Community discusses divisional boundaries options

Divided or undivided? Single or multi councillor divisions?

The dilemma remains after a community consultation session hosted by Ipswich City Council last night to discuss three options relating to divisional boundaries ahead of the 2020 March local government elections.

About 160 people – including five of the 10 councillors sacked last year, two state MPs, former and future candidates, plus interested residents – packed the North Ipswich Reserve Corporate Centre for the near two-hour forum chaired by Interim Administrator Greg Chemello.

Four expert speakers brought a wealth of experience to the table, not only from local government, but from working within the various models across their own councils.

The speakers were Toowoomba Regional Council Mayor Paul Antonio, Lockyer Valley Regional Council Mayor Tanya Milligan, Shoalhaven City Council (NSW) Mayor Amanda Findley and new Ipswich City Council CEO David Farmer.

Ipswich residents will be able to vote for councillors again at elections in exactly one year. There are three broad models of electing councillors as community representatives up for consideration (each model will result in a minimum of eight and maximum of 12 councillors being elected):

  1. Undivided – (no divisions)
  2. Divided – 1 councillor per division (8 to 12 divisions)
  3. Divided – 2 or 3 councillors per division (4 to 6 divisions)

Mr Chemello started proceedings by reassuring the audience that he and council had not made up their mind over the preferred model to be recommended to the Local Government Minister after the consultation period ended this month and he was almost certain the State Government was still undecided.

He confirmed more than 650 public submissions had so far been received from Ipswich residents.

“There are three strong options that are getting some serious attention from the community … the state ultimately will make the decision, however they will seek our advice,” he said.

The panel: Ipswich City Council CEO David Farmer, Shoalhaven Mayor Amanda Findley, Lockyer Valley Mayor Tanya Milligan and Toowoomba Mayor Paul Antonio.

Undivided model works ‘well’ for Toowoomba

Cr Antonio said the undivided model – with the first 10 candidates past the post elected – worked well for Toowoomba. Only 31 candidates stood for those spots at the last election.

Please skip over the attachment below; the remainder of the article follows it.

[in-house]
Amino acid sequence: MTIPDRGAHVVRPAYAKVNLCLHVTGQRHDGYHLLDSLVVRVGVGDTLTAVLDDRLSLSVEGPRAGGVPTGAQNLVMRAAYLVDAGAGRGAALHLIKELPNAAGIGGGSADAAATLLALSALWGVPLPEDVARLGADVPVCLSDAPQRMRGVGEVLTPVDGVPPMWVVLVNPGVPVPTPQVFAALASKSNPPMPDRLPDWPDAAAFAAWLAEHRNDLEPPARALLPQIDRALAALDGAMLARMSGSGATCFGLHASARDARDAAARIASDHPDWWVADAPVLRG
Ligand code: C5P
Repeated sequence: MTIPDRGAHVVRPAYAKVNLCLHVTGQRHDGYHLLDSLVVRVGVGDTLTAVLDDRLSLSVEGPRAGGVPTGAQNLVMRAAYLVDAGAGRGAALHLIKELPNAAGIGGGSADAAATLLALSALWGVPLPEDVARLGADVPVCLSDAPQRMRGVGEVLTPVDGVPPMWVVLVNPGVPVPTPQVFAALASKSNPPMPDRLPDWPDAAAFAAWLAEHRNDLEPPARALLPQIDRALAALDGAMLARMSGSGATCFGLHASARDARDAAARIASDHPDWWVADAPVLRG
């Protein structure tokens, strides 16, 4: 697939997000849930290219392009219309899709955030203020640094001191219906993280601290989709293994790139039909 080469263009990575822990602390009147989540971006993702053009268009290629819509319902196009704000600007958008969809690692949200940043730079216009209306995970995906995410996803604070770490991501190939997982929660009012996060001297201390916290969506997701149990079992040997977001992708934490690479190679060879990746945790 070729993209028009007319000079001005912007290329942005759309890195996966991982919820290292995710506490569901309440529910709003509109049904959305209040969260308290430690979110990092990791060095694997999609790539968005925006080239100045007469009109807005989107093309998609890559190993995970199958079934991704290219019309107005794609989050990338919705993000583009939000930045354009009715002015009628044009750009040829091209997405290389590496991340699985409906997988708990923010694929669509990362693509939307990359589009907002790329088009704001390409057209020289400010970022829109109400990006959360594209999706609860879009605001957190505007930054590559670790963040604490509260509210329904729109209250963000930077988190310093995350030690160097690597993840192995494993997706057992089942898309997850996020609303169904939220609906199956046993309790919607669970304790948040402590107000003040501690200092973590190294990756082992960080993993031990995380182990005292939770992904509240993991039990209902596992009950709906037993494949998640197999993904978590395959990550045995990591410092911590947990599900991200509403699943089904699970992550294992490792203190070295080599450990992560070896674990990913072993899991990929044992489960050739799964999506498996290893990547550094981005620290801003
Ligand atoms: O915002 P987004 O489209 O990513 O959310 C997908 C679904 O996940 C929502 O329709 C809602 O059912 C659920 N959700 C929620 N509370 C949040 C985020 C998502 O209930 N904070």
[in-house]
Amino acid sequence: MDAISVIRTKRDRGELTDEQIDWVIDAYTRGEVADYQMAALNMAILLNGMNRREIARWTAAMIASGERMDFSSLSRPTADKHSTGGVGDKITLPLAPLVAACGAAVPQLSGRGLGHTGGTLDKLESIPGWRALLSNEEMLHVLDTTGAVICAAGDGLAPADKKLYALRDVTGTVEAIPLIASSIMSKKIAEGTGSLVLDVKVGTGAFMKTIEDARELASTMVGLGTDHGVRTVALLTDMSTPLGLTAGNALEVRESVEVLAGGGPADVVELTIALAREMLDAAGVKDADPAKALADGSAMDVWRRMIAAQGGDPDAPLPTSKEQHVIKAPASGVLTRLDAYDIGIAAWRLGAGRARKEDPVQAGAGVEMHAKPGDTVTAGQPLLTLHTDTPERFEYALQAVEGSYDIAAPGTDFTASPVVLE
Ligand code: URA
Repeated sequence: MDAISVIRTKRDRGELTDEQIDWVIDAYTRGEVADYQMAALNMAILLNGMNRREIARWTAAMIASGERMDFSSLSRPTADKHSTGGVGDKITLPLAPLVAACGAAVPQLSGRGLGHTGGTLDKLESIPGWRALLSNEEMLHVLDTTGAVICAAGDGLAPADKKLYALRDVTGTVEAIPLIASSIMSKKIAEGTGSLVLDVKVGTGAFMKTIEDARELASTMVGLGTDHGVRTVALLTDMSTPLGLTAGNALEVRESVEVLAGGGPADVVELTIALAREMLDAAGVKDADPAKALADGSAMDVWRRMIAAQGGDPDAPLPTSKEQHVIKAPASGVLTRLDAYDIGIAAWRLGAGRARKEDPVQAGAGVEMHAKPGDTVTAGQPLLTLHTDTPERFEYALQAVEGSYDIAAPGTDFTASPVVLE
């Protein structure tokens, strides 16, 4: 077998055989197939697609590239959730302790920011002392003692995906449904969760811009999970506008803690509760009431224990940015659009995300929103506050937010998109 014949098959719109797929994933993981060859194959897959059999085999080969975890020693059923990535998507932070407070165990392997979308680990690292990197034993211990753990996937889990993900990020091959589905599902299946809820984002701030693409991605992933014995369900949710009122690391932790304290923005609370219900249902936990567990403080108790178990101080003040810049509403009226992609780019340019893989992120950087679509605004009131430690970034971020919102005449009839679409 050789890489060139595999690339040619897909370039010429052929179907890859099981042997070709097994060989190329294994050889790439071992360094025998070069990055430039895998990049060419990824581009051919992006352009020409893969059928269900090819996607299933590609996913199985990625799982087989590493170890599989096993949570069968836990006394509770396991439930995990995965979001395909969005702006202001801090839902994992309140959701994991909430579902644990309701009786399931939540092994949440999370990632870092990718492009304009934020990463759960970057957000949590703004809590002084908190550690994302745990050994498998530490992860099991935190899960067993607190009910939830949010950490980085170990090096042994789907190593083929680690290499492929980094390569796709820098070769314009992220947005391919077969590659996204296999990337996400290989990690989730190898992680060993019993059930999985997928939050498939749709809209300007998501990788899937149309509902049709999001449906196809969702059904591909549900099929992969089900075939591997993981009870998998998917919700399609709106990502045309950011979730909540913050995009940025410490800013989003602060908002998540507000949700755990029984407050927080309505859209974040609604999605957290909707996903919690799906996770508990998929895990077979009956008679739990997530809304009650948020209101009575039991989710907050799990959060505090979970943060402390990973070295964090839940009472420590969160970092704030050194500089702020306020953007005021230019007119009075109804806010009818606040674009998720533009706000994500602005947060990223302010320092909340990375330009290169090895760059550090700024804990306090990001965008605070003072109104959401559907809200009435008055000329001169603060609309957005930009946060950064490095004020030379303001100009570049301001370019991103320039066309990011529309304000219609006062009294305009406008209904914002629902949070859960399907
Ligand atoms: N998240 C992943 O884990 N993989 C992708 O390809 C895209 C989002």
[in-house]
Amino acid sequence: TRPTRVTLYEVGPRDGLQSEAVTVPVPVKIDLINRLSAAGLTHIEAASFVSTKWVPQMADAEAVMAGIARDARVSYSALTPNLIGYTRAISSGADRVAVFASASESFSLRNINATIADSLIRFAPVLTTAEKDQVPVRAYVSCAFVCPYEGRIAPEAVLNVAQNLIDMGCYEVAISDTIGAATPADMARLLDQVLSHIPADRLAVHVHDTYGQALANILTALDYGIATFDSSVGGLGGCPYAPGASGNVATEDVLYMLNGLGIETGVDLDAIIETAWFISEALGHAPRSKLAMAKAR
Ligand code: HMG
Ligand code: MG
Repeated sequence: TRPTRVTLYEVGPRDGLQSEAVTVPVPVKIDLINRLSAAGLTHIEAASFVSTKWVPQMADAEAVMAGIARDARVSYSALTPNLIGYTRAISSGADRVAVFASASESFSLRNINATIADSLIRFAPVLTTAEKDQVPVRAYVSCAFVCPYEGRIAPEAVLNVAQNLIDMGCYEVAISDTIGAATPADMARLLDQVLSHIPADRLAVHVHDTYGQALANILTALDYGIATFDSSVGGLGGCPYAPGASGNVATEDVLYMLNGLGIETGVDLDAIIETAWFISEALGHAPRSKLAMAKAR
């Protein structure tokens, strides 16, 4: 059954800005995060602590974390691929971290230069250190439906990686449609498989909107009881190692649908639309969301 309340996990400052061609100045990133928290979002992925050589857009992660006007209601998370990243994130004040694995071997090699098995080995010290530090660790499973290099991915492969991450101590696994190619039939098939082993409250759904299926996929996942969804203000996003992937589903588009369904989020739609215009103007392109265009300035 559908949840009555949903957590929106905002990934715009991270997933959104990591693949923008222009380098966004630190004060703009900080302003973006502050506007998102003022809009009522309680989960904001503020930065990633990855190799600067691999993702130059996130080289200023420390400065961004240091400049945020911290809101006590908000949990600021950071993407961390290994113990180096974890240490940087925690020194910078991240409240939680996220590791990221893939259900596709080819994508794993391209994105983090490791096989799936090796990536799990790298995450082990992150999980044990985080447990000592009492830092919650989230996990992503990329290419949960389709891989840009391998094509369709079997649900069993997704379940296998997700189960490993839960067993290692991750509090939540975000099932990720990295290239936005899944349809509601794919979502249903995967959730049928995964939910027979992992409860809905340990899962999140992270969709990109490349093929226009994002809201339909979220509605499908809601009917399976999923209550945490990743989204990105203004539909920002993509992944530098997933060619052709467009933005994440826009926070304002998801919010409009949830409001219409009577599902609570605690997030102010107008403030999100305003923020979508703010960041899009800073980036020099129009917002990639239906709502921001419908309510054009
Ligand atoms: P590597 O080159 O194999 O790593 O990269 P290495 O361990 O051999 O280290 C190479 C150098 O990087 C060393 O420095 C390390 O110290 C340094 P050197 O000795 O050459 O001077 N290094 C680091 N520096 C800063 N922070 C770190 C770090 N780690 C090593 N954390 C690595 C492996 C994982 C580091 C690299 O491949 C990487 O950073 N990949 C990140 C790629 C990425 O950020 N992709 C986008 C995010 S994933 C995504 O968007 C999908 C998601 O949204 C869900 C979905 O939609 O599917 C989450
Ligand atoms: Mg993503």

“One vote, one value, with equal weighting. The 10 councillors are equally responsible to every ratepayer,” he said.

Cr Antonio said the system was not perfect as some residents and smaller communities felt disenfranchised.

He said name recognition of candidates was very important with the undivided model and, answering a question from the event’s MC, well known journalist Madonna King, he agreed it was possible 10 people from the same street in the same suburb could get elected.

Cr Milligan said she had experience with divided and undivided councils, with the latter working well for Lockyer, which had six councillors. She said in a divided council with single representation, councillors could lose sight of the “bigger picture” and get bogged down with local issues rather than working for the good of the entire region.

During the public Q&A, she recommended option 3 for Ipswich, a divided council with 2 or 3 councillors in each division. She also said she was against quotas (ensuring more female councillors) and thought it was best to “give the job to the right person”.

Cr Findley presented the unique-to-NSW/VIC model of multi-representative, with 12 councillors – four councillors representing each of the three wards – and her as an “unpopular” mayor, where they were all part-time. She received a stipend of $45,000 a year as mayor, with the councillors getting a $20,000 annual stipend.

She said it was the best system for a coastal city which stretched 130kms from north to south.

“I love our system because it gives the best value representation to those people who live in the far-flung corners of our electorate,” she said.

Cr Findley, who campaigned on the Greens ticket with three colleagues, said the system allowed for party politics and largely prevented individual, independent candidates from getting elected.

She also said it was essential to get younger people, in particular women, interested in local government.

Each model has strengths and weaknesses

Mr Farmer, who had worked across all three models during his stints at Mudgee Shire Council, Cairns City Council and Wollongong City Council, said there were advantages and disadvantages to each model.

“It comes down to people, getting quality representatives will make whatever system work,” he said.

Answering a question from the floor about future councillors being put through “business school”, Mr Farmer agreed there were major complexities for newcomers getting across the business of council. He said at Wollongong, councillors were encouraged to do the Institute of Public Directors course and there would be similar aspirations for new councillors in Ipswich.

“We would be seeking to assist each councillor to skill themselves up as much as possible,” he said.

Wrapping the evening up, Mr Chemello discussed some of the local government reforms being considered by the State Government, including financial caps on campaigning, and likened councillors on council to a company Board of Directors.

He said Ipswich was now a big city, with a big budget and a big vision for the future.

Also read:

>> Divisional Boundary Review myths busted

>> Divisional Boundary Review: Frequency asked questions

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